9 Total War: Is it Moral, is it Effective? Sherman and Total War in Georgia William Tecumseh Sherman—Union general who invaded Georgia Total War—make the South “want” to end the war by making the war as hard for them as possible—wage war not just on the Southern army but on every aspect of Southern society Sherman marched from Tennessee to Georgia coast, destroyed everything in his path Question: Was Sherman... ? A military genius? A war criminal? Ahead of his time? Someone who liked war? Someone who hated war?

10 What Happened During the War? (Cont.) End of the War 1865: The South Surrenders North captured Richmond after a long and bloody siege Southern army retreated out west, chased down by North Main southern army surrendered in western Virginia, Appomattox Courthouse, April 1865 Smaller bands of confederate soldiers all gradually surrendered by June 1865 (war over) Recap: Important Battles of the Civil War 1861-1865 1861 Fort Sumter: why important? 1863 Gettysburg and Vicksburg: why important? 1865 Appomattox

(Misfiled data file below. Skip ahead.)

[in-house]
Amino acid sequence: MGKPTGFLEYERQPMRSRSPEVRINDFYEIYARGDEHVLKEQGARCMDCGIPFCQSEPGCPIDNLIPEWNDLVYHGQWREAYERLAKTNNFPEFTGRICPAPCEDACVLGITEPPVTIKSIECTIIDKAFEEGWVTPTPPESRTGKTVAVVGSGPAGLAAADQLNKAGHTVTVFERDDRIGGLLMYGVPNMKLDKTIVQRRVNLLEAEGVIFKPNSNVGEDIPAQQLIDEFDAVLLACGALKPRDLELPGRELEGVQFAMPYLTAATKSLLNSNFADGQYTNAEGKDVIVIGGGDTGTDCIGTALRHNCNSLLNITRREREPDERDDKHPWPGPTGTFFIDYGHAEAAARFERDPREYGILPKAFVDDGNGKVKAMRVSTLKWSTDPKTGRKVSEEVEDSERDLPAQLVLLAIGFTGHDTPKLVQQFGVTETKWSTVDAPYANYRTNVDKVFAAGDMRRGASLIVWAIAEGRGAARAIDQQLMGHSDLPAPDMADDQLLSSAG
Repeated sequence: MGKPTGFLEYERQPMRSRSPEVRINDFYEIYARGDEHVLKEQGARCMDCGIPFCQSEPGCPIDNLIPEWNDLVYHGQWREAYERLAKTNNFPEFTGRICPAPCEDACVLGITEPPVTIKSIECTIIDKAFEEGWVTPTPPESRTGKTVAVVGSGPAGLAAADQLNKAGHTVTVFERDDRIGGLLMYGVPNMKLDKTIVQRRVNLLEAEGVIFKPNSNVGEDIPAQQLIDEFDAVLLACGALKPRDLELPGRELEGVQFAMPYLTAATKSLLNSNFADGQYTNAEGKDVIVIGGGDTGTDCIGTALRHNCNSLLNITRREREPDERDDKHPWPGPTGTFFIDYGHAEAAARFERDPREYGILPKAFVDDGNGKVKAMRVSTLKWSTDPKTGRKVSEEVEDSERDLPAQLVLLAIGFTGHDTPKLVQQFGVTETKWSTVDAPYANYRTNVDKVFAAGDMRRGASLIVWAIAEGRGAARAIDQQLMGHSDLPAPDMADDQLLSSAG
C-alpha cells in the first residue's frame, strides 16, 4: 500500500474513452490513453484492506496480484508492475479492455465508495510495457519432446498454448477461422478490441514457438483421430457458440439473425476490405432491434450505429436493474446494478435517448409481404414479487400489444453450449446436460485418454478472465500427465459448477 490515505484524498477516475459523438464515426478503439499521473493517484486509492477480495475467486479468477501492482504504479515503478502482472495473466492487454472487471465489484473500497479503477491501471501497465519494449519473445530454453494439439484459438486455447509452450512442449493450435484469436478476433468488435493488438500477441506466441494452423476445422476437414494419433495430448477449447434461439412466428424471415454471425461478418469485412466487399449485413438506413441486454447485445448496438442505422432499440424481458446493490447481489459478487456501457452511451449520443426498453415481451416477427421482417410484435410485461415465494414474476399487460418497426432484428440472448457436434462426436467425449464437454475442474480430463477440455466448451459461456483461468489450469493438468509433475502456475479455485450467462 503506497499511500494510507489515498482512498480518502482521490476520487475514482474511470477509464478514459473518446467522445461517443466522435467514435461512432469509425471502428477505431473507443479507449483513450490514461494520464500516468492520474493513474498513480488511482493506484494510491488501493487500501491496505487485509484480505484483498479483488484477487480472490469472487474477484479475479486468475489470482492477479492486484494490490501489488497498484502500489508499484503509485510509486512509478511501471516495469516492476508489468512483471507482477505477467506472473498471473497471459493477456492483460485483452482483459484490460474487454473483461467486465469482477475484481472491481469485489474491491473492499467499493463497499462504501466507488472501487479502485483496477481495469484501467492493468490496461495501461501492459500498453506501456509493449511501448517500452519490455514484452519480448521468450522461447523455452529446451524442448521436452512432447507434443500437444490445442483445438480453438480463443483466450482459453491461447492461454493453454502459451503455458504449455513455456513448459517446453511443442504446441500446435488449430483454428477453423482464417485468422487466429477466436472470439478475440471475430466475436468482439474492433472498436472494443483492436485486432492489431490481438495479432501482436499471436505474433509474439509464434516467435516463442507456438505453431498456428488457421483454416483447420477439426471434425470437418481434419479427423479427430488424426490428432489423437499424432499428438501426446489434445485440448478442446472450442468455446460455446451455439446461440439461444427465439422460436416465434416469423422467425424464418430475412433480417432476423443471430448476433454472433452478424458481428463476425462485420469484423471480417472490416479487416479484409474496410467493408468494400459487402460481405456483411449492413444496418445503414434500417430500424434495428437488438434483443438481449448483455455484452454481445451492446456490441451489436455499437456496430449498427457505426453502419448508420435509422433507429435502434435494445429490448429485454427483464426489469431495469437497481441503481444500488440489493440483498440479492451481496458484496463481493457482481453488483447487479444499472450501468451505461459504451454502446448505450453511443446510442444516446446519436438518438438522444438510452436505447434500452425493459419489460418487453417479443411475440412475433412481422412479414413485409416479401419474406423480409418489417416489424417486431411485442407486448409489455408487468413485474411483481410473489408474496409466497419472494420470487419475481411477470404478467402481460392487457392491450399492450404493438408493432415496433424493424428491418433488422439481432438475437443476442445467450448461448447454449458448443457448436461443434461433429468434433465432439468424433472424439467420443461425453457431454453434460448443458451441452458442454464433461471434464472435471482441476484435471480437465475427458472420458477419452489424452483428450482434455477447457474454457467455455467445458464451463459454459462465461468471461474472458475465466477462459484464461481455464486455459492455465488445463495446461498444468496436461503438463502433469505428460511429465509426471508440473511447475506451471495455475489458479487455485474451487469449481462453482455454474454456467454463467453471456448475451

11 NorthSouth 23 States (4 border states)11 states 22 million people9 million people (3.5 million slaves) 92.6% of Industrial Production7.4% of industrial Production 20,000 miles of railroad10,000 miles of railroad 90 ships in the Navy0 ships Produced 97% of all firearms and 96% of all railroad equipment Produced very little of the country’s firearms or railroad equipment Most banks and financial centers located in the North (New York, Boston, etc.) Very few major financial centers/banks (Richmond, Charleston, New Orleans) Invading the South, needed to conquer in order to win Defending their homes, had to simply survive in order to win Very little military traditionVery large military tradition, experienced officers and soldiers Why Did the South Lose? Or, The Advantages and Disadvantages of North and South